Parashat Beshalah-Shabbat Shirah

Hazzan Marcia Lane

Although the most distinctive aspect of this week’s parashah is the magnificent crossing of the Sea of Reeds, this parashah is full of fascinating detail, and precursors of other episodes to come. At times it appears that the Torah is talking to itself. This inter-textuality is both a challenge and a joy. It keeps the investigation of Biblical language fresh and it feeds the art of interpretation. For example, this week we have the following familiar scene of complaining:

The Israelites said to them (Moshe and Aharon): If only we had died by the hand of the Lord in the land of Egypt, when we sat by stewpots, when we ate our fill of bread! For you have brought us out into this wilderness to starve us to death! (Exodus 16:3)

When the people grumble — as they will repeatedly throughout their journey — God tells Moshe:

I have heard the grumbling of the Israelites. Speak to them and say, ‘By evening you shall eat meat, and by morning you shall have your fill of bread…
(Exodus 16:12)

And sure enough:

In the evening, quail descended and covered the camp; in the morning there was a fall of dew about the camp. When the dew lifted, there, over the surface of the wilderness, lay a fine flaky substance, as fine as frost on the ground. When the Israelites saw it they said to one another, “What is it?”‘ for they did not know what it was. And Moshe said to them, “This is the bread which the Lord has given you to eat.” (Exodus 16:13-15)

The voice of the biblical narrator comes in to add information:

Moshe said, “This is what the Lord has commanded: Let one omer of it be kept throughout the ages, in order that they may see the bread that I fed you in the wilderness…And the Israelites ate manna forty years, until they came to a settled land; they ate the manna until they came to the border of the land of Canaan. An omer is a tenth of an ephah. (Exodus 16:32-36)

Clearly, the narrator is telling the story from the perspective of someone who knows the entire journey. Our narrator knows his audience. This story is being told to an audience that isn’t familiar with the measurements of the ancient world but already knows that the Israelites will eventually settle the land of Canaan because they, themselves are in the land. Not only that, but the narrator will tell us a very similar story in the book of Numbers, but with a not-so-subtle twist.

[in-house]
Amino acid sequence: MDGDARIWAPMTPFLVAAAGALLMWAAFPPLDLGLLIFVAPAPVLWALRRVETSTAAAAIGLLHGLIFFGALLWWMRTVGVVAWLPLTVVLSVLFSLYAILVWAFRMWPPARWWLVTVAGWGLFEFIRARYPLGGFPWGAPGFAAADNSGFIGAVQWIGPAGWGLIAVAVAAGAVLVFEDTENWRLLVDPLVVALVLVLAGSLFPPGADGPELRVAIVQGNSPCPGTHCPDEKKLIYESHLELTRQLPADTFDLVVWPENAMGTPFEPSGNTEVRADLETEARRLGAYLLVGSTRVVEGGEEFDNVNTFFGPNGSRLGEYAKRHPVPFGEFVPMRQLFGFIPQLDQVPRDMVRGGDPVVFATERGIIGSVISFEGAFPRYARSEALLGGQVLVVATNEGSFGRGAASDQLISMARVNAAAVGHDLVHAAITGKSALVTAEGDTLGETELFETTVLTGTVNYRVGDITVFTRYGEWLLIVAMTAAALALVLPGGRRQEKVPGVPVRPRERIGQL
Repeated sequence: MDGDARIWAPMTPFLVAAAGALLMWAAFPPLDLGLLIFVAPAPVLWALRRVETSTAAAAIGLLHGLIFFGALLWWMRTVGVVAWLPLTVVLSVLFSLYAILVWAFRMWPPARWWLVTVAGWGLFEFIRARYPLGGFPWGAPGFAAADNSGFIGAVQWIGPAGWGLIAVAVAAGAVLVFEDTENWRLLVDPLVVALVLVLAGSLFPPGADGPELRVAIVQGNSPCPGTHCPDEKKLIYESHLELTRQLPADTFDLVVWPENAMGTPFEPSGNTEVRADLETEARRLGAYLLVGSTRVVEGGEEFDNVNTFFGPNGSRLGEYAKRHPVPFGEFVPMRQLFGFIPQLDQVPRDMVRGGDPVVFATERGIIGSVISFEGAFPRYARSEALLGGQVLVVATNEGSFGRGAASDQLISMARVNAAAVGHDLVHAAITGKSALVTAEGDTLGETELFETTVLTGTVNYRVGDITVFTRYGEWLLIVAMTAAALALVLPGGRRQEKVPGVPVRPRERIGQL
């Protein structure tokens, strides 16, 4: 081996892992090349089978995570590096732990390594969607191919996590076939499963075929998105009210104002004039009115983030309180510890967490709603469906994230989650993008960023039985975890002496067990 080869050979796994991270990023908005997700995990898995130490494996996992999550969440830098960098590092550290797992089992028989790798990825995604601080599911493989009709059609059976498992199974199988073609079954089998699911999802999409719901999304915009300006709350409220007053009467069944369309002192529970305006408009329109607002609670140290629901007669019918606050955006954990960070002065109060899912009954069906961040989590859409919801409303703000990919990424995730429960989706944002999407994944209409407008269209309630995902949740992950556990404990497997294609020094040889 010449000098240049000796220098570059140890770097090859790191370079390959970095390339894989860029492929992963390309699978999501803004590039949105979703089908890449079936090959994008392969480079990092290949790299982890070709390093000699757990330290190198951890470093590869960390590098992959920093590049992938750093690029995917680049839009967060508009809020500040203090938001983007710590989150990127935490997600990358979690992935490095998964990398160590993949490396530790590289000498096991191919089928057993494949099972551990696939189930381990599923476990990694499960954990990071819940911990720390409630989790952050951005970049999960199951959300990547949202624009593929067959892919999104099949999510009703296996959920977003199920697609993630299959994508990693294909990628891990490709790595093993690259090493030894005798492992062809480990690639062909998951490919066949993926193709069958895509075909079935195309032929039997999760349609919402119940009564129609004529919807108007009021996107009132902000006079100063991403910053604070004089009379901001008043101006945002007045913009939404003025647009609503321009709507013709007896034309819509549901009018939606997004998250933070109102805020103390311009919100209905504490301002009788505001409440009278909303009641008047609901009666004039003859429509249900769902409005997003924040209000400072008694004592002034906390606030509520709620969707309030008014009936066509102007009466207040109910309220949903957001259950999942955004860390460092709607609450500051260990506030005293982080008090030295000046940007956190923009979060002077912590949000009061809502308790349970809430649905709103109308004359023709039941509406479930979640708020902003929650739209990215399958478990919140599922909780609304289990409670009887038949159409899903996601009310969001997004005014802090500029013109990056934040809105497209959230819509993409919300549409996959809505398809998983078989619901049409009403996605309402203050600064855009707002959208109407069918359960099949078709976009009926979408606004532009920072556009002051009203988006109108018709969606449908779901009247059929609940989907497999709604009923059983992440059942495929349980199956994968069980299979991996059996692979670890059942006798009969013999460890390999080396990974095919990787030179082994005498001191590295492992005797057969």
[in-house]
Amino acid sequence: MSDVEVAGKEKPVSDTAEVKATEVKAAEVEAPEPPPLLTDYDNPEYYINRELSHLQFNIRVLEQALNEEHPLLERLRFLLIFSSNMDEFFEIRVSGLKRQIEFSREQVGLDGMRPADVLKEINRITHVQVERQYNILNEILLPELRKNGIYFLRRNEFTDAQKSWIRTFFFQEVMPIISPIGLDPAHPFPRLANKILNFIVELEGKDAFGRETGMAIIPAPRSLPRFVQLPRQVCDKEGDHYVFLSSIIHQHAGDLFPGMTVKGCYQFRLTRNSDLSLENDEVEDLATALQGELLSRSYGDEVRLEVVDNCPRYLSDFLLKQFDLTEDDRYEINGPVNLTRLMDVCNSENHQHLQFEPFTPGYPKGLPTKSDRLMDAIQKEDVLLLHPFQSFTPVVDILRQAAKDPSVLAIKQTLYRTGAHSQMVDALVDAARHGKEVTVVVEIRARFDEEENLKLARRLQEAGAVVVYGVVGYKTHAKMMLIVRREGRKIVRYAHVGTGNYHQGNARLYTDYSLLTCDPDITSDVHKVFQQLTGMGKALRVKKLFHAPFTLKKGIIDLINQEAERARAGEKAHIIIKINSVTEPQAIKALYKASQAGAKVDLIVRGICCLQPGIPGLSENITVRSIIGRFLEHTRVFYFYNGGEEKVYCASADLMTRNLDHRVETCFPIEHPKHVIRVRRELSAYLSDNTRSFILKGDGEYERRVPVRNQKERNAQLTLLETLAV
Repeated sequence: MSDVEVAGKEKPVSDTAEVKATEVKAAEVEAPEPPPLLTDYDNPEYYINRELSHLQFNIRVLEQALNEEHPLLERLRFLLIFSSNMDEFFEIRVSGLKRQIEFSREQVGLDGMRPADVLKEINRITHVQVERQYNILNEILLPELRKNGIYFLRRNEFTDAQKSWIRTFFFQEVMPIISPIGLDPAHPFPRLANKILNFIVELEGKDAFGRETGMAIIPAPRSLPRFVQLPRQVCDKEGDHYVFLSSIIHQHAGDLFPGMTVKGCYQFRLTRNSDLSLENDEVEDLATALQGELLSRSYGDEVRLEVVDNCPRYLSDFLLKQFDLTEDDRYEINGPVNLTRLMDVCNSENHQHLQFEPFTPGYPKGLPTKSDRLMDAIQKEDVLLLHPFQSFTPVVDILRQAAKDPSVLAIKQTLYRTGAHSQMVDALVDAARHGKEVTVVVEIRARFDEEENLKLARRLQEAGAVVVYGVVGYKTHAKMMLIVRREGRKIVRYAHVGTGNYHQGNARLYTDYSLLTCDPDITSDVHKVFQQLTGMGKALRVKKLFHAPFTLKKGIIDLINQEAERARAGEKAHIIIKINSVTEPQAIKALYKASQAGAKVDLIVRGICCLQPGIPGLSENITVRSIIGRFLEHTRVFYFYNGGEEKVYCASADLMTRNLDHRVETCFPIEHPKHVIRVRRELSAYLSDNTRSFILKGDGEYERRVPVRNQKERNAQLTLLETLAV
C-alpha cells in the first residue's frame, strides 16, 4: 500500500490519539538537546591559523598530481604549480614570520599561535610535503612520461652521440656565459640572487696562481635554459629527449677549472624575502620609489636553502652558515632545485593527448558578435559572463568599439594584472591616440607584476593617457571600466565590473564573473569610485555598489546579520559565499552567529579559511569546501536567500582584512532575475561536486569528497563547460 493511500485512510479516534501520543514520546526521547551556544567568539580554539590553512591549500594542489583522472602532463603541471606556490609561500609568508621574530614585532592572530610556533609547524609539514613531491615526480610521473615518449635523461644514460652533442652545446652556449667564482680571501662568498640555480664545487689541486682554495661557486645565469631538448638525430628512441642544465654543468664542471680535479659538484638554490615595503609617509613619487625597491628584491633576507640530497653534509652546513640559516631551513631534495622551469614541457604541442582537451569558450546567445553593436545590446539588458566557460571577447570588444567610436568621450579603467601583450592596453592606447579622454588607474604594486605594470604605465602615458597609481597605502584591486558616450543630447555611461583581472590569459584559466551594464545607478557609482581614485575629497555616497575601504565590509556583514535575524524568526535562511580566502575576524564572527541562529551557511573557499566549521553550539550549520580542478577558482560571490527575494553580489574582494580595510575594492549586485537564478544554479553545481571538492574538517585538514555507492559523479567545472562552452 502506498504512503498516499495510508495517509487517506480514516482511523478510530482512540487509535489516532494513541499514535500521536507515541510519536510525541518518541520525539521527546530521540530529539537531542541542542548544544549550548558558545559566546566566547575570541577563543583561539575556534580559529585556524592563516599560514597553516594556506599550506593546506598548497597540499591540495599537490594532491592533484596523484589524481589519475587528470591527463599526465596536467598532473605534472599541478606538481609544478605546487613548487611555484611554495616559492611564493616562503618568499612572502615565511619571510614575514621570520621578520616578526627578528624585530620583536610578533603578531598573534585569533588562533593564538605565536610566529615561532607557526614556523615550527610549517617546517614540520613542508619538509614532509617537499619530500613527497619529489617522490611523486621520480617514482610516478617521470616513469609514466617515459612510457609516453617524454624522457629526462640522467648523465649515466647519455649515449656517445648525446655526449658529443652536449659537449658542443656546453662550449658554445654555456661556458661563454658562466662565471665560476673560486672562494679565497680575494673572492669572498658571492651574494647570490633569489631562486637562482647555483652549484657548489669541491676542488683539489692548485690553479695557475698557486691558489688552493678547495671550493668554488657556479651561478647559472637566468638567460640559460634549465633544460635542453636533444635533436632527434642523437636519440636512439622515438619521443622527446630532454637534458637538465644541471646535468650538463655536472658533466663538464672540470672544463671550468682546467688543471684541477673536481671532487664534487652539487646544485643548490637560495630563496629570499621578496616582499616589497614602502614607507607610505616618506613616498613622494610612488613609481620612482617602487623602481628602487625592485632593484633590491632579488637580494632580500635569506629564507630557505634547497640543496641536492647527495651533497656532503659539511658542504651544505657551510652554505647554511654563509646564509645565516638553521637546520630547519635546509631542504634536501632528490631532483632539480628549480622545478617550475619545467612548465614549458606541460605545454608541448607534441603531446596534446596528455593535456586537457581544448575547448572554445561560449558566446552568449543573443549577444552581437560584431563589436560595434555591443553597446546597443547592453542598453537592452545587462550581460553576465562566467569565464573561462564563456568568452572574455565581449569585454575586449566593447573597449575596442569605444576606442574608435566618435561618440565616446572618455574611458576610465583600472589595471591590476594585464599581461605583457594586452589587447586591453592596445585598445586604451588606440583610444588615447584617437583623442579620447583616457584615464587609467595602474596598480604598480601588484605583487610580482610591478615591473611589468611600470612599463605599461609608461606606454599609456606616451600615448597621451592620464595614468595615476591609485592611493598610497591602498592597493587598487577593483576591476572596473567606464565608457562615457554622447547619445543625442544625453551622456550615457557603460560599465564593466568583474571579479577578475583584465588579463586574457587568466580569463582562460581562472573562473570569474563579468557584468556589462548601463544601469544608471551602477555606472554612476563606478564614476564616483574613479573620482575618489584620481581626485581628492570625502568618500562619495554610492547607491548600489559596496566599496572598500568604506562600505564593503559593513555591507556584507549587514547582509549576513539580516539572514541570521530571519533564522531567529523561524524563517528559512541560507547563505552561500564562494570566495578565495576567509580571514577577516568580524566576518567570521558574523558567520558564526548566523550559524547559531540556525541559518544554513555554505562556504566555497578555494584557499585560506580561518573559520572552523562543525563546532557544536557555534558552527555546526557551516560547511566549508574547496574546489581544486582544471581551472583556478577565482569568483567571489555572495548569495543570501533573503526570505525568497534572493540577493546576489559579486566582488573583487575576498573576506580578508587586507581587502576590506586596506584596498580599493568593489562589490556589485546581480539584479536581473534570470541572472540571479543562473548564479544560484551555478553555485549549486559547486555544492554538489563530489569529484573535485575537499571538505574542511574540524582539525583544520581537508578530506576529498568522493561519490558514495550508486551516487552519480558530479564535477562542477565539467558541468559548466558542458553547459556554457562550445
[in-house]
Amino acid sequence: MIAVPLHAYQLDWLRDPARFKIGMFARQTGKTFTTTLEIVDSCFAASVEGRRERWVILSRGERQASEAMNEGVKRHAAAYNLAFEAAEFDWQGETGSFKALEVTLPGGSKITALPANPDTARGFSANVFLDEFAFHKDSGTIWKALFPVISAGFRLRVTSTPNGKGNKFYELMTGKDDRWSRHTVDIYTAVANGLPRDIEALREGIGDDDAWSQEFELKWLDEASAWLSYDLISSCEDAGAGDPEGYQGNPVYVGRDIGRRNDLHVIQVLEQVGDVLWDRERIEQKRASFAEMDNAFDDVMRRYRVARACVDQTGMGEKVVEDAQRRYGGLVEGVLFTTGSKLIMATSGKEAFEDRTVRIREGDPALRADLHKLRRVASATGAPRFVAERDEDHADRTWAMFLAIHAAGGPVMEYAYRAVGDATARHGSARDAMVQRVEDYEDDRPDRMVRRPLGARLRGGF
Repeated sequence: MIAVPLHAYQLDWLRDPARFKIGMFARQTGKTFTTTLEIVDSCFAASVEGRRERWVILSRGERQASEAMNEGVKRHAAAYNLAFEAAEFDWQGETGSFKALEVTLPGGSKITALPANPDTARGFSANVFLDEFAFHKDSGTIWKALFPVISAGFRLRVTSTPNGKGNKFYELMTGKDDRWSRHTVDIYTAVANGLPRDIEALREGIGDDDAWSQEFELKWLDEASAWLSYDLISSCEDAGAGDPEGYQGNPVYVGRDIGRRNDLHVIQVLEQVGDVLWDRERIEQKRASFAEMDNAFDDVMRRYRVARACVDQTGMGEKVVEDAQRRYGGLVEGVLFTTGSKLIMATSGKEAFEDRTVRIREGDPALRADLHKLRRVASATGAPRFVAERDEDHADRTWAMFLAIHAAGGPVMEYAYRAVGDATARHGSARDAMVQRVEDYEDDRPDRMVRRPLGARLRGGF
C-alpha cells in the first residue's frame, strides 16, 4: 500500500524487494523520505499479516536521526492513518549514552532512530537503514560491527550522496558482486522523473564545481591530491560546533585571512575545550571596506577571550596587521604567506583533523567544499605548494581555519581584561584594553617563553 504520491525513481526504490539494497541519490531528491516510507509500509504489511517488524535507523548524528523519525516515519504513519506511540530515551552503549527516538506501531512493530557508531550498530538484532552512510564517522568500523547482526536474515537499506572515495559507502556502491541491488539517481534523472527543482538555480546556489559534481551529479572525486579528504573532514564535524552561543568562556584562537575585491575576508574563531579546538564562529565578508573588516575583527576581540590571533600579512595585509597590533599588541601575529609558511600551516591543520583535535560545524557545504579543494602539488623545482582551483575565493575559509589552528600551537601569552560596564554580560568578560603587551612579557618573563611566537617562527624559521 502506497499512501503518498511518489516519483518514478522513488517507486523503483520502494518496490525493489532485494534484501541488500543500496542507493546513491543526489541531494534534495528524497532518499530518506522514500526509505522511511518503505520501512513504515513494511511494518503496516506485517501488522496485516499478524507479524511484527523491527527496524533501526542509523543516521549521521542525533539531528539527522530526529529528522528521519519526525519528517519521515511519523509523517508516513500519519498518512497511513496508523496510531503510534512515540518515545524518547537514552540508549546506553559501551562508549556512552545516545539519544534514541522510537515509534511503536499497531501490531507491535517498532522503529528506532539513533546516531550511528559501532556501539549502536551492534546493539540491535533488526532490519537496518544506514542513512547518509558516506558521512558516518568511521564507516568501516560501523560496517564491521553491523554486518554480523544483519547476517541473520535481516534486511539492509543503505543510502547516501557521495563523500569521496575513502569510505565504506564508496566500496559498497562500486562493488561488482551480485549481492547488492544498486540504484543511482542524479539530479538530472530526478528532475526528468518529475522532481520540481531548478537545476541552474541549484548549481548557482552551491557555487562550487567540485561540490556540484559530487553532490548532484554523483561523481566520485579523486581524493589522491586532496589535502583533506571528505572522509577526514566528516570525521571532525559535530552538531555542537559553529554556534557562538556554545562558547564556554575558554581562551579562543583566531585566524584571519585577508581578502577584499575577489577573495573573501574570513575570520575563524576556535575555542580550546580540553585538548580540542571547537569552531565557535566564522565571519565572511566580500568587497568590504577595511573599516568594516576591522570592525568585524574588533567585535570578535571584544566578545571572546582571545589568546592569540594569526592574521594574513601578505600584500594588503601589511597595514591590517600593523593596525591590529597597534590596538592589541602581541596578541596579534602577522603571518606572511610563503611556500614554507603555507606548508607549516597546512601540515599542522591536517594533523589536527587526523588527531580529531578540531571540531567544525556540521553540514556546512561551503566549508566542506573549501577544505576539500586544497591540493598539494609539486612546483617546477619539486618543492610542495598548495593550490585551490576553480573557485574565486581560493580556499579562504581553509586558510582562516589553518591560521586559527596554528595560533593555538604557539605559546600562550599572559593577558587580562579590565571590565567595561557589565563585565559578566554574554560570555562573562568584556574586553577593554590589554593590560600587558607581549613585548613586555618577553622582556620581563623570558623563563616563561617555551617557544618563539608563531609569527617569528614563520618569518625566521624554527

The riffraff in their midst felt a gluttonous craving; and the Israelites wept and said, “If we only had meat to eat! We remember the fish that we used to eat free in Egypt, the cucumbers, the melons, the leeks and onions and garlic! Now our souls are dried up. There is nothing at all! Nothing to eat but this manna! (Numbers 11:4-6)

Moshe, who by this time — remember, it’s more than two years after leaving Egypt — has heard more than his fair share of moaning and complaining, is exasperated:

Why have You (Lord) dealt ill with your servant, and why have I not enjoyed Your favor, that You have laid the burden of all this people upon me? Where am I to get meat to feed all these people when they whine before me…?!
(Numbers 11:11, 13)

And God gives them the same kind of meat as in Exodus, but with a difference.

Then the Lord said to Moshe…”Say to the people, ‘Purify yourselves, for tomorrow you shall eat meat, for you have kept whining before the Lord…the lord will give you meat and you shall eat! You shall eat not for one day or two, or even five or ten or twenty, but for a whole month until it comes out your nostrils!'”…A wind from the Lord swept up quail from the sea and strewed them over the camp, about a day’s journey on this side and that… (Numbers 11:16-20, 31)

So what are we to make of these two incidents? In Exodus, the gift of quail isn’t excessive. It ‘covers the camp’ but there’s no indication that people were drowning in quail, as they are in Numbers. In the Exodus segment the gift of manna is a novelty, not taken for granted. The two sequences have a very different tone, and it may be because both God and Moshe are pretty exhausted by the time the Numbers episode happens! Like tired parents, they are each ready to disown the kids. Or perhaps our narrator, talented storyteller that he is, has crafted both the earlier story and the later one, building dramatic tension and even comic relief into the telling as he goes.

(By the way, if you are interested in reading my drash on the crossing of the Sea of Reeds, it can be found here.)


Cantor Marcia Lane is the Director of Education and Engagement at the United Jewish Federation of Greater Stamford, Darien, and New Canaan.